Wake Forest’s football team will learn its bowl destination Sunday
It'’ll feel like a long three weeks or so until the Deacons take the field again.
Here are a few notes that came from Wake Forest’s regular-season finale at Syracuse, a 39-30 loss in overtime at The Dome.
Not green anymore
Donavon Greene has indeed arrived in a big way for the Deacons.
The freshman wide receiver from Mount Airy made one of the biggest plays of Wake Forest’s win against Duke, hauling in a one-handed catch for 36 yards on third-and-11 on the drive that ended with Cade Carney’s victory-sealing touchdown run.
That was the appetizer to Greene’s seven-catch, 172-yard performance at Syracuse. The big play was the 75-yard touchdown on which he turned on the burners after running a simple slant, the flashy play was the helmet-aided 25-yard catch along the sideline in the fourth quarter.
“Each game I’m getting a little more comfortable. Starting to slow down a little bit,” Greene said Saturday when asked if the one-handed snag against Duke meant he had more confidence against the Orange.
In fact, this little snapshot of Greene in the past two weeks might just be the appetizer for what’s to come for the 6-2, 200-pounder. He’s played three games and will play in the bowl game, retaining his redshirt for this season.
Wake Forest already knows it’s losing two of its top three wide receivers in seniors Scotty Washington and Steve Claude. Redshirt sophomore Sage Surratt, lost for the season to a shoulder injury, seems to at least have a decision to make on whether he’ll enter the NFL Draft after a breakout season.
If Surratt leaves, Greene would become an even more integral part of Wake Forest’s offense developing new threats at receiver.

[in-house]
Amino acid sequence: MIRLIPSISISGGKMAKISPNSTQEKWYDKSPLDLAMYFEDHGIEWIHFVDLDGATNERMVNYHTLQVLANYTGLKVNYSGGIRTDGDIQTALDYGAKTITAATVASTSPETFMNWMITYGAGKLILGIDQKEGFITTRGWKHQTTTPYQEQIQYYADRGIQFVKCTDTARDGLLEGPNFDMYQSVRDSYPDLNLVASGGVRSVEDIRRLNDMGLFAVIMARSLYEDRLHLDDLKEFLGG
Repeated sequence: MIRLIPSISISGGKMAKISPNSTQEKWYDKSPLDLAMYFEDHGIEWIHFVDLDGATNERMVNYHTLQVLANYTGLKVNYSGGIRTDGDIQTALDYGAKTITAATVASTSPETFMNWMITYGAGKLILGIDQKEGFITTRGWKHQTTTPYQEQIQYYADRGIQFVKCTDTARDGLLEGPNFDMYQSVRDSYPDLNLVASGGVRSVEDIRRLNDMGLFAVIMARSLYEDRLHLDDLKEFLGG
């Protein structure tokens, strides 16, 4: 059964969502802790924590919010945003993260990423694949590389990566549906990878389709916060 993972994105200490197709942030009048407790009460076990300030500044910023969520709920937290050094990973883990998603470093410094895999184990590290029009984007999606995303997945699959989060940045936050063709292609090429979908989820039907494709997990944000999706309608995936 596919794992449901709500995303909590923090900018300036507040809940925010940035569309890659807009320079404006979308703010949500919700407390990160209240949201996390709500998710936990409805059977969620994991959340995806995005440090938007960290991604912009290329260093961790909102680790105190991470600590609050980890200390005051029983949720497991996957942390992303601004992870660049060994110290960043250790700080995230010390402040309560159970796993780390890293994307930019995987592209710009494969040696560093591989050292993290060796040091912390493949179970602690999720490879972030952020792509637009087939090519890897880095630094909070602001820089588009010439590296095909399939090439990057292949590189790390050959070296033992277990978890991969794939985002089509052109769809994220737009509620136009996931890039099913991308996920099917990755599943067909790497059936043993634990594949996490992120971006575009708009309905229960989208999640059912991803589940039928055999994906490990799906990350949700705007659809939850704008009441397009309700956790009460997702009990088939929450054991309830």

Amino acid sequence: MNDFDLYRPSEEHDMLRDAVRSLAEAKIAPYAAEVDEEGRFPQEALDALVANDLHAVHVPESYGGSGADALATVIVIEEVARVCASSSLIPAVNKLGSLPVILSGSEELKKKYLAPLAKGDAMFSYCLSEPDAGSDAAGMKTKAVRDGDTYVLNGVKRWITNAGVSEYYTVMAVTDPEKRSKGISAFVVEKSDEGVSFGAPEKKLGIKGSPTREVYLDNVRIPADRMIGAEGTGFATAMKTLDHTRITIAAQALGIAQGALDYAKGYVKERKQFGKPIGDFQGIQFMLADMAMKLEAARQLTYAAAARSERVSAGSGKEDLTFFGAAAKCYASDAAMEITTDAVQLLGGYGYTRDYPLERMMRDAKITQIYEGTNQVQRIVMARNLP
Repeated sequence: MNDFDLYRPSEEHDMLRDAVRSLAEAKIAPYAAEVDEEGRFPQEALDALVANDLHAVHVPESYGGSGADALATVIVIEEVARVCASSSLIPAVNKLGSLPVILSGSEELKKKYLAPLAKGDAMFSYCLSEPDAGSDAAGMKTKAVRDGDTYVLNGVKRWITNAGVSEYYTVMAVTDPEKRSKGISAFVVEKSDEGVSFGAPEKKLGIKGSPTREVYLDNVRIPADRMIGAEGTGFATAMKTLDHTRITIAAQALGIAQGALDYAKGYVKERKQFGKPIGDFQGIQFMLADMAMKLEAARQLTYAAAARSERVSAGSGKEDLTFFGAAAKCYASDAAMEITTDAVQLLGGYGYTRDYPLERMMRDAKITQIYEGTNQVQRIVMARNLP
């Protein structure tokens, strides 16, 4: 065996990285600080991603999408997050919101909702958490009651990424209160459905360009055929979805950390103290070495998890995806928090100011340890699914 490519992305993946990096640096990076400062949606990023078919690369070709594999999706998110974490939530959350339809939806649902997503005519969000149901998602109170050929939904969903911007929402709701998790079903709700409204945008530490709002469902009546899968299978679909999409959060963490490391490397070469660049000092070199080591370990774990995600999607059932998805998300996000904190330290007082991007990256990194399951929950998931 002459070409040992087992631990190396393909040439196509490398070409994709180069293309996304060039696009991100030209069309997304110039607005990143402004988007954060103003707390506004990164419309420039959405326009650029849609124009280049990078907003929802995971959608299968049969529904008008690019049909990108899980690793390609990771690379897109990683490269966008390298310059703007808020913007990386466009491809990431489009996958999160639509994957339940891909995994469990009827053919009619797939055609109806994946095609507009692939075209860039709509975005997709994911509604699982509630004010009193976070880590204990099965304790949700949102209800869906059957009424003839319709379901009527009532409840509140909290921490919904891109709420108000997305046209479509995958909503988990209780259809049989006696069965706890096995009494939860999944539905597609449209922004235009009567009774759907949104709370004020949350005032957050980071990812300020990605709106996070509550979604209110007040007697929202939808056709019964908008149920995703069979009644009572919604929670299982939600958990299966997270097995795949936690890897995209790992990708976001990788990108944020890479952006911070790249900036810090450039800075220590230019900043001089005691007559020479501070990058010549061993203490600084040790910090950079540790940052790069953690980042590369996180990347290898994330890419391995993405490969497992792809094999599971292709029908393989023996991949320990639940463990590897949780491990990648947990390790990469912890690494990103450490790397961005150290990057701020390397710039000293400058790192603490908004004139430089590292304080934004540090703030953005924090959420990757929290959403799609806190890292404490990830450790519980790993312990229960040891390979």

Wake Forest had a major problem on kickoff coverage for the second half of the season, and by the Deacons’ second kickoff against the Orange they were sky-kicking to about the 25-yard line and conceding returns past the 30 instead of worse alternatives.
Coach Dave Clawson was blunt in his assessment — which wasn’t the same as it was last week, when he shouldered blame for having too many inexperienced players on the unit against Duke.
“I mean, we’re not in a good place on kickoff. And really, it starts with the kick. We just … when you don’t kick the ball deep, and you kick it shallow and you don’t have a lot of hang time, those are ideal returns,” Clawson said. “The field position part of that kills us right now. That you’re constantly letting other teams start at the 35. … I thought Nick Sciba early in the year did a great job of kicking off, and just — he’s got a little bit of a tired leg and I think that showed as the year went on.
“It’s just a lot to ask a kid to do. When you score as many points as we do, or we have, it’s a lot, there’s a lot of kickoffs. Hopefully we’ll get him rested up and we’ll be better in a bowl game.”
One timeline for NFL decision
Saturday’s game at Syracuse brought redshirt junior defensive end Boogie Basham’s career into a full circle, in a way.
Basham’s first start of his Wake Forest career came at The Dome two seasons ago, his only start of the 2017 season in place of Duke Ejiofor. He started 12 of 13 games last season, missing one for an injury, and has started every game this season — and Tuesday he figures to be named to one of the All-ACC teams after a season with 10 sacks, 17 tackles for loss, three forced fumbles and 13 quarterback hurries.
As he was leaving the locker room area Saturday, Basham said he was likely to make his decision on his football future — return to Wake Forest for a fifth season or enter the NFL Draft — late this week.